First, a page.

Tv Review: A Year In The Life Of A Year 2019

a year in the life of a year 2019 index

Over the past few years Rhys Thomas’s annual mockery of the previous year has been one of the highlights of the Christmas tv season, and now he’s returned with another selection of clips which have either been digitally faked or the audio messed around with, though frustratingly it’s a slight case of diminishing returns. The episode was mostly strong but by the end the formula was getting a bit repetitive, and I found myself laughing less and less often as it went on.

It’s a shame as the first half of the show was incredibly strong, starting with some lovely editing of the recent Prince Andrew interview which supposedly gave us photographic proof that he’d been in Pizza Express the night he claimed he was present, all framed as an episode of “Royal Gogglebox” and having Princes William and Harry mock their Uncle, it was sharp, incisive satire and brought a fresh edge to something which has been joked about an enormous amount.

Also great was a piss take of the film Yesterday, here reworked as a film where the lead character wakes up to find that Richard Curtis no longer exists, and which ends with a fantastic dig at The Boat That Rocked, while also suitably vicious was a fabricated episode of Ramsey’s Kitchen Nightmares which tore in to Jamie Oliver’s failed restaurants in a gloriously vicious way. Perhaps it was a case of Thomas front loading the episode with all the best bits as equally as good as that which came before was a take on the Tory Leadership debate which supposedly saw the candidates strip naked for the Channel 4 show Naked Attraction, but after that it felt a fair bit patchier. A segment on Chernobyl had one good gag but too many average ones, Dom Littlewood’s antics as a prison guard fell mostly flat, and though conceptually it was a great idea an interview with David Cameron on This Morning stretched the joke too thinly.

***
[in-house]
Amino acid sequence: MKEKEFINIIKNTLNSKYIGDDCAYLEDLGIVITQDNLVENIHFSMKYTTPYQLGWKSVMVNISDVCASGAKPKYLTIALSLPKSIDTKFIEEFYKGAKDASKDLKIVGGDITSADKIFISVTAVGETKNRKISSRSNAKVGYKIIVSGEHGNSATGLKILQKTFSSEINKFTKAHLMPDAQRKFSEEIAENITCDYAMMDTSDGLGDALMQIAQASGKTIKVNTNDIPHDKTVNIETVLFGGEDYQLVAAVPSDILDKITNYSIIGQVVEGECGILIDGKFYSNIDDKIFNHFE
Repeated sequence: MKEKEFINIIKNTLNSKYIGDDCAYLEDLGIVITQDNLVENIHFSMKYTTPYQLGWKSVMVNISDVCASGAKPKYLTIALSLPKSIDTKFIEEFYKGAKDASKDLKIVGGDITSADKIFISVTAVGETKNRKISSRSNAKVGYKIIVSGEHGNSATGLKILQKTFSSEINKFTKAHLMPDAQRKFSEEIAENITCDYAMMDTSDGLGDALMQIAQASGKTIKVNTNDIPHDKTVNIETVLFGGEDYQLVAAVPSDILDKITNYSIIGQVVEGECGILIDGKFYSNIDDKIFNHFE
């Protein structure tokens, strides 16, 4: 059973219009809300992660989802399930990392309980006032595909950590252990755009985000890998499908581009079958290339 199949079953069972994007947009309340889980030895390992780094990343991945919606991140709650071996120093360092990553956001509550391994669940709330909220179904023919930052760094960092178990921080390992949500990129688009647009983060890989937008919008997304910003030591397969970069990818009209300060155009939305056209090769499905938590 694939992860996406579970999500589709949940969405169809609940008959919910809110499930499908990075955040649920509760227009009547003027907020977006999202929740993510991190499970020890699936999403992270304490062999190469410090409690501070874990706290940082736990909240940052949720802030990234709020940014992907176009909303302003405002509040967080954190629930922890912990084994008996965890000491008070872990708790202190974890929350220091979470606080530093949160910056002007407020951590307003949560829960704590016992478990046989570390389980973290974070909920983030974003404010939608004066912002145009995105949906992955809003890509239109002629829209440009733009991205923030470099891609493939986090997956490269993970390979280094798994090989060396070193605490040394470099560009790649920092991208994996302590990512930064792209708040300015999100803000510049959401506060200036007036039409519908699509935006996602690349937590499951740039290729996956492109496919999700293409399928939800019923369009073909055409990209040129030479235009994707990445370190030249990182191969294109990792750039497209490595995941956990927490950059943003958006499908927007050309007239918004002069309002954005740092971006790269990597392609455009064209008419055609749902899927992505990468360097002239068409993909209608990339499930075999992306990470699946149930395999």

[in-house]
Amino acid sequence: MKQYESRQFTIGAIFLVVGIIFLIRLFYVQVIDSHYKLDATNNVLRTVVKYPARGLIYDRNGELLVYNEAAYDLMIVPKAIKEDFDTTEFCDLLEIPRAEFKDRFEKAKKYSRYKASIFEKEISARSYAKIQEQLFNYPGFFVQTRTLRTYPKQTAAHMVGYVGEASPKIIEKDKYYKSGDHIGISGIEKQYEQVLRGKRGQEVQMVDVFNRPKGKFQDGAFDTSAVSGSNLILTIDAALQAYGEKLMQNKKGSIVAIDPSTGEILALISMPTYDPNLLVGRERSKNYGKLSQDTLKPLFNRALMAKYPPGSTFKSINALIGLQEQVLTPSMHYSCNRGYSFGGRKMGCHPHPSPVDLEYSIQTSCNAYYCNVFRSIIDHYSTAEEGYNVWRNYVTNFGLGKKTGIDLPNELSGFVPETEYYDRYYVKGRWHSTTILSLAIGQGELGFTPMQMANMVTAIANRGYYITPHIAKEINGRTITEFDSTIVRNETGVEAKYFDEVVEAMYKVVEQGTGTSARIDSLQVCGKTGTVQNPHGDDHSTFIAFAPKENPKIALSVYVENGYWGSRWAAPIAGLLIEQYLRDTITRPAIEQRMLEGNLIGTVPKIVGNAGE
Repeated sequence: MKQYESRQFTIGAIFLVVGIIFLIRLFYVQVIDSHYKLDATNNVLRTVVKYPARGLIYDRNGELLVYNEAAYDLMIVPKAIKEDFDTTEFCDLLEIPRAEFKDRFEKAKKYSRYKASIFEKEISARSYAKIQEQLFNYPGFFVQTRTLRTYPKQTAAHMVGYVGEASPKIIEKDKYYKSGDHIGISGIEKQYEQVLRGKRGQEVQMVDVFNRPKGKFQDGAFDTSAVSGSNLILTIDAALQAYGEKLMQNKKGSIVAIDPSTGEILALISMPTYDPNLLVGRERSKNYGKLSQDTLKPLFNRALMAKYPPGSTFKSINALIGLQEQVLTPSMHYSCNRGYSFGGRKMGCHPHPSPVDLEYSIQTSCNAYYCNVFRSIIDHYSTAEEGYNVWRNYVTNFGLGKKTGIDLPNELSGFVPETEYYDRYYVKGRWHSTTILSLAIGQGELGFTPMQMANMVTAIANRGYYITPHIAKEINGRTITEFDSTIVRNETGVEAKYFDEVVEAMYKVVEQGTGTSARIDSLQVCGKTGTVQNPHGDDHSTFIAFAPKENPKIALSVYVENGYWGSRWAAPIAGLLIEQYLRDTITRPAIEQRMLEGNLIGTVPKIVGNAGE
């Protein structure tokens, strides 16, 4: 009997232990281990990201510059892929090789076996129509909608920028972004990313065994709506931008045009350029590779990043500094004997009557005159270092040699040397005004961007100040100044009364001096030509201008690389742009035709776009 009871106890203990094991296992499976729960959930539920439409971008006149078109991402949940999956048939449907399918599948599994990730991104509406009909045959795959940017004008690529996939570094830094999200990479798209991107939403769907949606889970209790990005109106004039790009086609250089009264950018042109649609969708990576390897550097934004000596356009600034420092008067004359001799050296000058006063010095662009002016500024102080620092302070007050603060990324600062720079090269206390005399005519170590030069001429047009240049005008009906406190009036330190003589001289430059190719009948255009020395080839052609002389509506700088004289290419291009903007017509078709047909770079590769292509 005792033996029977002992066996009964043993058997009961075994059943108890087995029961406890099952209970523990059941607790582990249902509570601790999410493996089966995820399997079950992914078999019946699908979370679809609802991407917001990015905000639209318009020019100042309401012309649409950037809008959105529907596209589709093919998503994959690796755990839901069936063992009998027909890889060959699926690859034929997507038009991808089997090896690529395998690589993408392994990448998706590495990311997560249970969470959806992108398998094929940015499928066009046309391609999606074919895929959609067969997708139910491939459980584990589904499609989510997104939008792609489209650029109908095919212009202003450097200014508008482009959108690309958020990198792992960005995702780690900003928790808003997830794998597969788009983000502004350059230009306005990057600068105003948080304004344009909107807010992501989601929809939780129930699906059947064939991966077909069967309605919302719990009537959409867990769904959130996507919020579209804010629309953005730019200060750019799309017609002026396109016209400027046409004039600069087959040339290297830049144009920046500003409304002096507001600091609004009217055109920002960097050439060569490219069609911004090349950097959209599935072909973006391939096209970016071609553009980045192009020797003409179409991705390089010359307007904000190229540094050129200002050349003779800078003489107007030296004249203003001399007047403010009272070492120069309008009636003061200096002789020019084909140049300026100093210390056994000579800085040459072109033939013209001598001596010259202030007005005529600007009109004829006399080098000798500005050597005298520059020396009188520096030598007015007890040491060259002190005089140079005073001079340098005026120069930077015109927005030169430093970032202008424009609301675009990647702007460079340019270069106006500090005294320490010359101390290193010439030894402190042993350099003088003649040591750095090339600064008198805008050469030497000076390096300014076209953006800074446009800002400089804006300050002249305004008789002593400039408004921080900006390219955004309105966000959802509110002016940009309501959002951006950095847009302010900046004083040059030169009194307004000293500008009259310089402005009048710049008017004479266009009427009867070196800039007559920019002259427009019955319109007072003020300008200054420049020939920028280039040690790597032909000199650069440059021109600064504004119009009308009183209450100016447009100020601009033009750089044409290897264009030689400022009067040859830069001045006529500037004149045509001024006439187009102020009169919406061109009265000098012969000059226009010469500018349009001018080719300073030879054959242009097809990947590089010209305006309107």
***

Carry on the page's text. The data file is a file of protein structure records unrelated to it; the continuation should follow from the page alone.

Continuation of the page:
That also applied to footage from Mastermind, which started strongly but then faded quickly, a mix up of Midsommar and Midsummer Murders really should have been funnier given how great an idea it was, and a phoney interview with a player from the Women’s World Cup and David Attenborough supposedly performing at Glastonbury made me smile but nothing more than that. Not that it was all bad, Mick Hucknall serenading Andrew Neil was glorious stuff, the Who Do You Think You Are with Daniel Radcliffe worked well, and Benedict Cumberbatch’s nightmarish motion capture suit version of Dominic Cummings was one of the best things in the programme. But again the quality was uneven with the rest, the bit on The Crown which included footage of dodgy animated comedy The Queen’s Corgi was really bad, a far too long bit with the normally amazing Tony Way mixing up Question Time with Antiques Roadshow actively annoyed, and Laurence Fox singing over footage of Freddie Starr was just a bit boring. But then Radiator Bleeding with Christopher Eccleston was superb, as was a short attack on Disney ruining their legacy with bad live action remakes.

Now that Charlie Brooker can’t be arsed to make a yearly Wipe, and Cunk & Other Humans on 2019 was so painfully disappointing, it’s frustrating that this was so uneven. The best segments proved that Rhys Thomas is an incredibly funny man with a fantastic eye for satirising things in a unique manner, but perhaps he needs to bring on-board a few more writers next year and that way the quality will be more consistent.

★★★1/2

Alex Finch.
Follow Comedy To Watch on Twitter – Contact Us – Write For Us – Site Map.

Related Link:
Our review of A Year In The Life Of A Year 2018.

Leave a Reply

Fill in your details below or click an icon to log in:

WordPress.com Logo

You are commenting using your WordPress.com account. Log Out /  Change )

Google photo

You are commenting using your Google account. Log Out /  Change )

Twitter picture

You are commenting using your Twitter account. Log Out /  Change )

Facebook photo

You are commenting using your Facebook account. Log Out /  Change )

Connecting to %s